1.3 Thinking Like a Scientist > 1 Copyright © Pearson Education, Inc., or its affiliates. All Rights Reserved. Chapter 1 Introduction to Chemistry 1.1.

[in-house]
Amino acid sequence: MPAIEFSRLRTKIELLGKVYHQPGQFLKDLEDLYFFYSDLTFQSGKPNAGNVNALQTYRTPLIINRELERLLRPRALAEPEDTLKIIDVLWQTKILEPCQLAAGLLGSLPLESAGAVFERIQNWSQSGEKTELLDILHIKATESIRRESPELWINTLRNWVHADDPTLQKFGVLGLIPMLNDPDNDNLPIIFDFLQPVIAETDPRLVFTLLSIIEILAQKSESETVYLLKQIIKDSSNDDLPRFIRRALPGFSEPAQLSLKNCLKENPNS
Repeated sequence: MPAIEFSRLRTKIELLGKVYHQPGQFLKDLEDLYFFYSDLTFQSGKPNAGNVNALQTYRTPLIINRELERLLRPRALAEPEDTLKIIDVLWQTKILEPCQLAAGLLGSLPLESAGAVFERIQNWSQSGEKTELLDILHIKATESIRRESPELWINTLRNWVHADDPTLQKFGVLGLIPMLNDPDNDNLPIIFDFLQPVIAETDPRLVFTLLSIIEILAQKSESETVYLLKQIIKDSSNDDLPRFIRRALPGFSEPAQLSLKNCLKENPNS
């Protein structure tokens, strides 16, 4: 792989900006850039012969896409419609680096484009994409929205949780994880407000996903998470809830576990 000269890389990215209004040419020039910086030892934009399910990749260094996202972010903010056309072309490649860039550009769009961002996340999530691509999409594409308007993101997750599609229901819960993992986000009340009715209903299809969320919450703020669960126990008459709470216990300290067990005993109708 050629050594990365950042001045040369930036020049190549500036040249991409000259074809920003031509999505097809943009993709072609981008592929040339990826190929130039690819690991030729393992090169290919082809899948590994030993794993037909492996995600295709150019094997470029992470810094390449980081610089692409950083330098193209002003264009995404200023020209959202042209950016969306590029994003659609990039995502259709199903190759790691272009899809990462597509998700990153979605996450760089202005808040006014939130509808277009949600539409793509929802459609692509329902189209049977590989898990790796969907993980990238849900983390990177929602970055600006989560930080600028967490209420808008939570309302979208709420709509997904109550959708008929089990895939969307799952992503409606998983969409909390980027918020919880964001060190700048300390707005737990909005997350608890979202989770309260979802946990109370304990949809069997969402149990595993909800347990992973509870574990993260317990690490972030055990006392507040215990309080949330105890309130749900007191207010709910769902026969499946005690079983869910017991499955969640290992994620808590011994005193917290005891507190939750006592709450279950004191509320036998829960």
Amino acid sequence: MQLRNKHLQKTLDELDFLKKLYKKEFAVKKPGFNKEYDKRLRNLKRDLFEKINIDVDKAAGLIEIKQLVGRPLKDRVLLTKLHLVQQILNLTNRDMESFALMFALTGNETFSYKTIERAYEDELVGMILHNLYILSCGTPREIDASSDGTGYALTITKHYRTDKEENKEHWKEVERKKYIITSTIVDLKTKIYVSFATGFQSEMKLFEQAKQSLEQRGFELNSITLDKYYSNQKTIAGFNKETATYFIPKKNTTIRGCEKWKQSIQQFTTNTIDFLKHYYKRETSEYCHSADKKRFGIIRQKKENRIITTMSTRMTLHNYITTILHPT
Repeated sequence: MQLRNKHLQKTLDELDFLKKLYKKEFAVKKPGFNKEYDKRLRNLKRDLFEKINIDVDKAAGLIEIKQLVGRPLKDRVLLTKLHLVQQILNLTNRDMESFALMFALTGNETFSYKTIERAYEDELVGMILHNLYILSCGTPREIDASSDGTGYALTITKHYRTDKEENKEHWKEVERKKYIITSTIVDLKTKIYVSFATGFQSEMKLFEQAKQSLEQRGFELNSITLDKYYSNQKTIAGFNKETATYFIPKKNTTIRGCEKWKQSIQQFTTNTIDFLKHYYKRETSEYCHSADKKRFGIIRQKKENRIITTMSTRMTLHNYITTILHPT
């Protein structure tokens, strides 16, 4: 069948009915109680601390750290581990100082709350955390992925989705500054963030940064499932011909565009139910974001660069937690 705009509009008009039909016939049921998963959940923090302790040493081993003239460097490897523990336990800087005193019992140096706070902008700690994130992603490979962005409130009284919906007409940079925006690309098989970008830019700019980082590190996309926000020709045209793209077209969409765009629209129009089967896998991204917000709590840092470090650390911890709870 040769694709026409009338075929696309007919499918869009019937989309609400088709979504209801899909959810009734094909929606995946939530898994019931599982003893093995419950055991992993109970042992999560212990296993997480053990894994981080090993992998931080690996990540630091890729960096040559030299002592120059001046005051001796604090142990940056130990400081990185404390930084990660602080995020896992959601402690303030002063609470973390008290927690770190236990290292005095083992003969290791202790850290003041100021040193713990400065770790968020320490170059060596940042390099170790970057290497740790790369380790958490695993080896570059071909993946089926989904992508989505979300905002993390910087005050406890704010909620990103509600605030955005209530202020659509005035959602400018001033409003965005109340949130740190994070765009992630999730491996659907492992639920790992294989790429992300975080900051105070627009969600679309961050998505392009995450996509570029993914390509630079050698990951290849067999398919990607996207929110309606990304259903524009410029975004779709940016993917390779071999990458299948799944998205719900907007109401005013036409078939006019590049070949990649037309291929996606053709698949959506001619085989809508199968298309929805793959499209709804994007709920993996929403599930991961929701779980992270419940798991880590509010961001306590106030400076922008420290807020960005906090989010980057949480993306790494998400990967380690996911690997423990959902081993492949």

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1.3 Thinking Like a Scientist > 1 Copyright Pearson Education, Inc., or its affiliates. All Rights Reserved. Chapter 1 Introduction to Chemistry 1.1 The Scope of Chemistry 1.2 Chemistry and You 1.3 Thinking Like a Scientist 1.4 Problem Solving in Chemistry Slide 2 1.3 Thinking Like a Scientist > 2 Copyright Pearson Education, Inc., or its affiliates. All Rights Reserved. In 1928, Alexander Fleming, a Scottish scientist, noticed that the bacteria he was studying did not grow in the presence of a yellow- green mold. CHEMISTRY & YOU How do you think Alexander Fleming tested his hypothesis? Slide 3 1.3 Thinking Like a Scientist > 3 Copyright Pearson Education, Inc., or its affiliates. All Rights Reserved. An Experimental Approach to Science How did Lavoisier help to transform chemistry? An Experimental Approach to Science Slide 4 1.3 Thinking Like a Scientist > 4 Copyright Pearson Education, Inc., or its affiliates. All Rights Reserved. The word chemistry comes from the word alchemy. Alchemists were concerned with searching for a way to change other metals, such as lead, into gold. Alchemists developed the tools and techniques for working with chemicals. They designed equipment that is still in use today, including beakers, flasks, tongs, funnels, and the mortar and pestle. An Experimental Approach to Science Slide 5 1.3 Thinking Like a Scientist > 5 Copyright Pearson Education, Inc., or its affiliates. All Rights Reserved. An Experimental Approach to Science In France, Antoine-Laurent Lavoisier did work in the late 1700s that would revolutionize the science of chemistry. Slide 6 1.3 Thinking Like a Scientist > 6 Copyright Pearson Education, Inc., or its affiliates. All Rights Reserved. An Experimental Approach to Science Lavoisier helped to transform chemistry from a science of observation to the science of measurement that it is today. In France, Antoine-Laurent Lavoisier did work in the late 1700s that would revolutionize the science of chemistry. Slide 7 1.3 Thinking Like a Scientist > 7 Copyright Pearson Education, Inc., or its affiliates. All Rights Reserved. An Experimental Approach to Science Lavoisier designed a balance that could measure mass to the nearest 0.0005 gram. He also settled a long-standing debate about how materials burn. He was able to show that oxygen is required for a material to burn. Slide 8 1.3 Thinking Like a Scientist > 8 Copyright Pearson Education, Inc., or its affiliates. All Rights Reserved. Who is credited with transforming chemistry from a science of observation to a science of measurement? A.Fleming B.Lavoisier C.de Mestral D.Carothers Slide 9 1.3 Thinking Like a Scientist > 9 Copyright Pearson Education, Inc., or its affiliates. All Rights Reserved. Who is credited with transforming chemistry from a science of observation to a science of measurement? A.Fleming B.Lavoisier C.de Mestral D.Carothers Slide 10 1.3 Thinking Like a Scientist > 10 Copyright Pearson Education, Inc., or its affiliates. All Rights Reserved. The Scientific Method What are the steps in the scientific method? Slide 11 1.3 Thinking Like a Scientist > 11 Copyright Pearson Education, Inc., or its affiliates. All Rights Reserved. The Scientific Method The scientific method is a logical, systematic approach to the solution of a scientific problem. Slide 12 1.3 Thinking Like a Scientist > 12 Copyright Pearson Education, Inc., or its affiliates. All Rights Reserved. The Scientific Method Steps in the scientific method include making observations, proposing and testing hypotheses, and developing theories. Slide 13 1.3 Thinking Like a Scientist > 13 Copyright Pearson Education, Inc., or its affiliates. All Rights Reserved. The Scientific Method Making Observations When you use your senses to obtain information, you make an observation. This scientist is making observations with a microscope. Observation is an essential step in the scientific method. Slide 14 1.3 Thinking Like a Scientist > 14 Copyright Pearson Education, Inc., or its affiliates. All Rights Reserved. The Scientific Method Making Observations Suppose you try to turn on a flashlight and you notice that it does not light. Slide 15 1.3 Thinking Like a Scientist > 15 Copyright Pearson Education, Inc., or its affiliates. All Rights Reserved. The Scientific Method Testing Hypotheses A hypothesis is a proposed explanation for an observation. If you guess that the batteries in a flashlight are dead, you are making a hypothesis. Slide 16 1.3 Thinking Like a Scientist > 16 Copyright Pearson Education, Inc., or its affiliates. All Rights Reserved. The Scientific Method Replacing the batteries is an experiment, a procedure that is used to test a hypothesis. Testing Hypotheses Slide 17 1.3 Thinking Like a Scientist > 17 Copyright Pearson Education, Inc., or its affiliates. All Rights Reserved. The Scientific Method Replacing the batteries is an experiment, a procedure that is used to test a hypothesis. The variable that you change during an experiment is the independent variable, also called the manipulated variable. The variable that is observed during the experiment is the dependent variable, also called the responding variable. Testing Hypotheses Slide 18 1.3 Thinking Like a Scientist > 18 Copyright Pearson Education, Inc., or its affiliates. All Rights Reserved. The Scientific Method For the results of an experiment to be accepted, the experiment must produce the same result no matter how many times it is repeated, or by whom. This is why scientists are expected to publish a description of their procedures along with their results. Testing Hypotheses Slide 19 1.3 Thinking Like a Scientist > 19 Copyright Pearson Education, Inc., or its affiliates. All Rights Reserved. The Scientific Method Sometimes the experiment a scientist must perform to test a hypothesis is difficult or impossible. For example, atoms and molecules, which are some of the smallest units of matter, cannot be easily seen. A model is a representation of an object or event. Chemists may use models to study chemical reactions and processes. Testing Hypotheses Slide 20 1.3 Thinking Like a Scientist > 20 Copyright Pearson Education, Inc., or its affiliates. All Rights Reserved. The Scientific Method Developing Theories Once a hypothesis meets the test of repeated experimentation, it may be raised to a higher level of ideas. It may become a theory. A theory is a well-tested explanation for a broad set of observations. Slide 21 1.3 Thinking Like a Scientist > 21 Copyright Pearson Education, Inc., or its affiliates. All Rights Reserved. The Scientific Method Developing Theories When scientists say that a theory can never be proved, they are not saying that a theory is unreliable. They are simply leaving open the possibility that a theory may need to be changed at some point in the future to explain new observations or experimental results. Slide 22 1.3 Thinking Like a Scientist > 22 Copyright Pearson Education, Inc., or its affiliates. All Rights Reserved. The figure below shows how scientific experiments can lead to laws as well as theories. The Scientific Method Scientific Laws Experiments An experiment can lead to observations that support or disprove a hypothesis. Theory A theory is tested by more experiments and modified if necessary. Hypothesis A hypothesis may be revised based on experimental data. Observations Scientific Law A scientific law summarizes the results of many observations and experiments. Slide 23 1.3 Thinking Like a Scientist > 23 Copyright Pearson Education, Inc., or its affiliates. All Rights Reserved. The Scientific Method A scientific law is a concise statement that summarizes the results of many observations and experiments. Scientific Laws Slide 24 1.3 Thinking Like a Scientist > 24 Copyright Pearson Education, Inc., or its affiliates. All Rights Reserved. The Scientific Method A scientific law is a concise statement that summarizes the results of many observations and experiments. A law doesnt try to explain the relationship it describes. That explanation requires a theory. Scientific Laws Slide 25 1.3 Thinking Like a Scientist > 25 Copyright Pearson Education, Inc., or its affiliates. All Rights Reserved. CHEMISTRY & YOU What was Alexander Flemings hypothesis? How could he test his hypothesis? Slide 26 1.3 Thinking Like a Scientist > 26 Copyright Pearson Education, Inc., or its affiliates. All Rights Reserved. Other scientists had made the same observation, but Fleming was the first to recognize its importance. He assumed that the mold had released a chemical that prevented the growth of the bacteria. CHEMISTRY & YOU What was Alexander Flemings hypothesis? How could he test his hypothesis? Slide 27 1.3 Thinking Like a Scientist > 27 Copyright Pearson Education, Inc., or its affiliates. All Rights Reserved. What is a hypothesis? A.information obtained from an experiment B.a proposed explanation for observations C.a concise statement that summarizes the results of many experiments D.a thoroughly tested model Slide 28 1.3 Thinking Like a Scientist > 28 Copyright Pearson Education, Inc., or its affiliates. All Rights Reserved. What is a hypothesis? A.information obtained from an experiment B.a proposed explanation for observations C.a concise statement that summarizes the results of many experiments D.a thoroughly tested model Slide 29 1.3 Thinking Like a Scientist > 29 Copyright Pearson Education, Inc., or its affiliates. All Rights Reserved. Collaboration and Communication What role do collaboration and communication play in science? Collaboration and Communication Slide 30 1.3 Thinking Like a Scientist > 30 Copyright Pearson Education, Inc., or its affiliates. All Rights Reserved. No matter how talented the players on a team may be, one player cannot ensure victory for the team. Individuals must collaborate, or work together, for the good of the team. Collaboration and Communication Slide 31 1.3 Thinking Like a Scientist > 31 Copyright Pearson Education, Inc., or its affiliates. All Rights Reserved. When scientists collaborate and communicate with one another, they increase the likelihood of a successful outcome. Collaboration and Communication Slide 32 1.3 Thinking Like a Scientist > 32 Copyright Pearson Education, Inc., or its affiliates. All Rights Reserved. Collaboration Scientists choose to collaborate for different reasons. Some research problems are so complex that no one person could have all the knowledge, skills, and resources to solve the problem. Collaboration and Communication Slide 33 1.3 Thinking Like a Scientist > 33 Copyright Pearson Education, Inc., or its affiliates. All Rights Reserved. Collaboration isnt always a smooth process. Working in pairs or in a group can be challenging, but it can also be rewarding. Collaboration and Communication Collaboration Slide 34 1.3 Thinking Like a Scientist > 34 Copyright Pearson Education, Inc., or its affiliates. All Rights Reserved. Communication The way scientists communicate with each other and with the public has changed over the centuries. Scientists working as a team can communicate face to face. They also can exchange ideas by e-mail, by phone, and at local and international conferences. They publish their results in scientific journals. Collaboration and Communication Slide 35 1.3 Thinking Like a Scientist > 35 Copyright Pearson Education, Inc., or its affiliates. All Rights Reserved. Scientific journals are the most reliable source of information about new discoveries. Articles are published only after being reviewed by experts in the authors field. Reviewers may find errors in experimental design or challenge the authors conclusions. This review process is good for science because work that is not well founded is usually not published. Communication Collaboration and Communication Slide 36 1.3 Thinking Like a Scientist > 36 Copyright Pearson Education, Inc., or its affiliates. All Rights Reserved. Why are articles in scientific journals the most reliable source of information about new scientific discoveries? A.The articles are reviewed by experts in the authors field. B.Any article that is submitted is published. C.Everyone has access to the information. D.The articles are short and easy to read. Slide 37 1.3 Thinking Like a Scientist > 37 Copyright Pearson Education, Inc., or its affiliates. All Rights Reserved. Why are articles in scientific journals the most reliable source of information about new scientific discoveries? A.The articles are reviewed by experts in the authors field. B.Any article that is submitted is published. C.Everyone has access to the information. D.The articles are short and easy to read. Slide 38 1.3 Thinking Like a Scientist > 38 Copyright Pearson Education, Inc., or its affiliates. All Rights Reserved. Key Concepts Lavoisier helped to transform chemistry from a science of observation to the science of measurement that it is today. Steps in the scientific method include making observations, testing hypotheses, and developing theories. When scientists collaborate and communicate with one another, they increase the likelihood of a successful outcome. Slide 39 1.3 Thinking Like a Scientist > 39 Copyright Pearson Education, Inc., or its affiliates. All Rights Reserved. Glossary Terms scientific method: a logical, systematic approach to the solution of a scientific problem; steps in the scientific method include making observations, testing hypotheses, and developing theories observation: information obtained through the senses; observation in science often involves a measurement hypothesis: a proposed explanation for an observation experiment: a repeatable procedure that is used to test a hypothesis Slide 40 1.3 Thinking Like a Scientist > 40 Copyright Pearson Education, Inc., or its affiliates. All Rights Reserved. Glossary Terms independent variable: the variable that is changed during an experiment; also called manipulated variable dependent variable: the variable that is observed during an experiment; also called responding variable model: a representation of an event or object theory: a well-tested explanation for a broad set of observations scientific law: a concise statement that summarizes the results of many observations and experiments Slide 41 1.3 Thinking Like a Scientist > 41 Copyright Pearson Education, Inc., or its affiliates. All Rights Reserved. Chemists use the scientific method to solve problems and develop theories about the natural world. BIG IDEA Slide 42 1.3 Thinking Like a Scientist > 42 Copyright Pearson Education, Inc., or its affiliates. All Rights Reserved. END OF 1.3